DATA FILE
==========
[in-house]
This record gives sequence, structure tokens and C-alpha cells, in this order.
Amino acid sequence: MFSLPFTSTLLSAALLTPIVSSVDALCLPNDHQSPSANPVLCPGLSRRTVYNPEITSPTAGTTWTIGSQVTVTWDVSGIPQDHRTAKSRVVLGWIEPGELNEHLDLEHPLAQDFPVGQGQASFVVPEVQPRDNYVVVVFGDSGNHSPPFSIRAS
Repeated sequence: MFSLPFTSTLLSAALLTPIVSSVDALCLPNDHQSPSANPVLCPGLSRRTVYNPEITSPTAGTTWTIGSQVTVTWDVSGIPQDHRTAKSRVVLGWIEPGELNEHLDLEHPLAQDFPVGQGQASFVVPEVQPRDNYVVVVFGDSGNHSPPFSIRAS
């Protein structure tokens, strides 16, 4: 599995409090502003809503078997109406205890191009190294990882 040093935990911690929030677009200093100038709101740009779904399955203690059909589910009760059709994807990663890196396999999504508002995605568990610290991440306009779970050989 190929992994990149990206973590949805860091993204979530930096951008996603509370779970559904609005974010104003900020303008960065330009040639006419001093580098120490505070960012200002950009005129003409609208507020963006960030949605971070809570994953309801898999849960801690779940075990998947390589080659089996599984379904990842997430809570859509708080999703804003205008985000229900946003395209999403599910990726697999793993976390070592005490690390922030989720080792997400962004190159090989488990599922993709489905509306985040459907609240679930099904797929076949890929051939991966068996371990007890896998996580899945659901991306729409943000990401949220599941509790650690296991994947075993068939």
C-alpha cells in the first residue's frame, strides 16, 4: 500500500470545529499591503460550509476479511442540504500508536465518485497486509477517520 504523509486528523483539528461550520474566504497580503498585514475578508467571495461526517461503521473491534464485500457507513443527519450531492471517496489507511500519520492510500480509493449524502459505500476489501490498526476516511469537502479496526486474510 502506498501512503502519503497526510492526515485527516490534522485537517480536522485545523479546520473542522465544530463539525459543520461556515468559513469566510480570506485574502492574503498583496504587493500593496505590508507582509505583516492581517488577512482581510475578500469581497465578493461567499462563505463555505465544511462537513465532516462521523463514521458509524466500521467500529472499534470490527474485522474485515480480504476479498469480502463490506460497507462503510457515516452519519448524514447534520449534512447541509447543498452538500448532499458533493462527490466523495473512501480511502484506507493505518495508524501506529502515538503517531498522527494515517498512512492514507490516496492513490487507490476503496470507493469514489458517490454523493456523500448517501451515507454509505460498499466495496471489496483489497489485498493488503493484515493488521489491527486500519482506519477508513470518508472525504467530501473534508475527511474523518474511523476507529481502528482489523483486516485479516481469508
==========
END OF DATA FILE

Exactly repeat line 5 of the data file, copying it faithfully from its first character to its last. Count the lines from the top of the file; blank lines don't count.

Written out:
């Protein structure tokens, strides 16, 4: 599995409090502003809503078997109406205890191009190294990882 040093935990911690929030677009200093100038709101740009779904399955203690059909589910009760059709994807990663890196396999999504508002995605568990610290991440306009779970050989 190929992994990149990206973590949805860091993204979530930096951008996603509370779970559904609005974010104003900020303008960065330009040639006419001093580098120490505070960012200002950009005129003409609208507020963006960030949605971070809570994953309801898999849960801690779940075990998947390589080659089996599984379904990842997430809570859509708080999703804003205008985000229900946003395209999403599910990726697999793993976390070592005490690390922030989720080792997400962004190159090989488990599922993709489905509306985040459907609240679930099904797929076949890929051939991966068996371990007890896998996580899945659901991306729409943000990401949220599941509790650690296991994947075993068939």